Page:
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American Heritage Girls marks 25th anniversary

Patti Garibay (center) started American Heritage Girls 25 years ago after becoming disillusioned with Girl Scouts USA.

CINCINNATI (BP) – Ashley, one of hundreds at an American Heritage Girls’ Meet the Founder event, stood quietly in line to meet Patti Garibay.

“What is it that you love about American Heritage Girls?” Garibay asked the teenager. “And she looked at me with those beautiful brown eyes and said to me, ‘It saved my life.’ I got chills, my heart started to race and I said, ‘Tell me more.'”

Ashley’s self-esteem had been tied to Instagram and TikTok. One “thumbs down” emoji could wreck her. She was “all gobbled up by the culture,” Garibay said, “and very depressed.”

“She said, ‘I wanted to kill myself, and my friend invited me to an American Heritage Girls meeting and I realized that I am lovable, that adults do care about me, that I could set goals, that I could achieve goals, that I could serve others and have a meaning to my life.”

Ashley’s story has a common denominator with many girls who have found their godly worth, spiritual calling and success through AHG.

“It seems like the girls always have the same story and maybe a little bit different circumstance,” said Garibay, AHG’s founder and executive director. “They need fresh truth, they need inspiration, they need hope, and American Heritage Girls provides that hope for them.”

Garibay founded American Heritage Girls in 1995 as a Christ-centered leadership development program for girls. AHG is celebrating its 25th anniversary this week with a weeklong virtual birthday bash, culminating Saturday (Sept. 19) with a National Day of Service. Garibay expects about 90 percent of troops to participate in the day of service, incorporating virtual and socially-distanced events to help populations in need.

In the early 1990s, Garibay became disillusioned with Girl Scouts of the United States of America (GSUSA). Her oldest three daughters had been Scouts and Garibay had volunteered 12 years as a Scout leader. But as GSUSA began to stray from its Christian foundation and incorporated other religions, Garibay and other mothers sought an alternative. Their answer was to found Caring Responsibly for Our Youth, CRY, in 1993. Detractors called them CRYbabies, and as the challenges of daily life continued, many mothers were distracted from the group.

Garibay persevered, and CRY morphed into AHG. She began with Troop Ohio 0895, composed of 12 girls and three leaders.

“The reason [we use] that number is because we were incorporated in the state of Ohio in August of ’95. That’s the very first troop,” Garibay said. “Before long, there were 100 girls and 10 troops in Cincinnati, and today we have over 56,000 members in all 50 states and six international countries. Now that’s a work of God, not of Patti Garibay.”

Troops include girls of various ethnicities, including whites, Hispanics, African Americans and Asians, and also girls with special needs. Girls learn about Christian faith, leadership, social and emotional health, citizenship, patriotism, life skills, and the importance and enjoyment of the outdoors. Garibay said girls learn their spiritual calling and future vocation and how that integrates with their faith.

“The important thing for us is that they know their identity in Christ, they know who they and whose they are,” Garibay said.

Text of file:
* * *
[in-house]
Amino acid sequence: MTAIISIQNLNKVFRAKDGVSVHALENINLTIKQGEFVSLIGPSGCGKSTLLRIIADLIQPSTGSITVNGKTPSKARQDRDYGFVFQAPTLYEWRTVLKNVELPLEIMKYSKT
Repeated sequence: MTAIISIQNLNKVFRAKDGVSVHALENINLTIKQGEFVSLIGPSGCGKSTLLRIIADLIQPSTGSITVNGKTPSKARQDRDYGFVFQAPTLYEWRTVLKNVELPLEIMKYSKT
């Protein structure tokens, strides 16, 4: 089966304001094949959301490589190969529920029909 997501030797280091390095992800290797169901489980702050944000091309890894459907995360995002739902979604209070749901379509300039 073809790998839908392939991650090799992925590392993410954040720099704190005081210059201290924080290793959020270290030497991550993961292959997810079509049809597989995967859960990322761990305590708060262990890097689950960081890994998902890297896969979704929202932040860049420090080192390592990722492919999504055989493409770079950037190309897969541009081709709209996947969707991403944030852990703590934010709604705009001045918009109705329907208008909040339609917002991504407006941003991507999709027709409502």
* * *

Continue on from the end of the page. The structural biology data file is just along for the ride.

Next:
Scripture is woven into the program at every juncture, although troop meetings are not Bible studies. Each troop is church-based and led by Christian women. AHG has become a discipleship ministry to its 16,000 adult volunteers.

“Their spiritual walk has grown through their involvement,” she said of the volunteers. “They now become better church participants. They become better leaders and they’re able to influence their congregations in a very positive way because they have that confidence. They don’t feel like I did – the jack of all trades, master of none.”

Garibay tells her story of founding AHG in her newly released book, “Why Curse the Darkness When You Can Light a Candle?” Garibay tells of a painful childhood, including her mother who developed alcoholism while caring for four children and Garibay’s father, an engineer who suffered from multiple sclerosis. Garibay met her husband Pat in grade school in Cincinnati and became pregnant out of wedlock at 19. The two have been married 40 years and have four daughters.

“Pat was the only candle God sent to drive back the darkness in my life, as I’ve sometimes been his,” Garibay wrote early in the book. “And I’ve only begun to share the miraculous ways our Father has taken care of us.”

She formed AHG to provide a Christian outlet for her youngest daughter Katy, who was a member of the first troop and is now a vice president at a human resources management company. The group grew, and troop members have maintained friendships into adulthood.

Emily Rosen joined AHG in the late 1990s in Cincinnati, and Garibay was one of her troop leaders. AHG helped Rosen explore her spiritual gifts and develop leadership skills she uses today as a wife, mother of four and high school science teacher. Rosen has enrolled her daughters in AHG, she said in a 25th anniversary video that included her daughter Olivia, who is enrolled in a troop in northern Cincinnati.

“We are among the first in the second-generation crew,” Rosen said. A friend Rosen met in the first troop also has a daughter enrolled alongside Olivia. Rosen cherishes the decision-making skills she learned as a troop member.

“From the very beginning they had girls, and they were empowering those girls to be part of the decision-making and the structure that they built for the girls, and I continue to see that today with Olivia’s troop,” Rosen said. “We’re just so excited that she and her sister can be part of that.”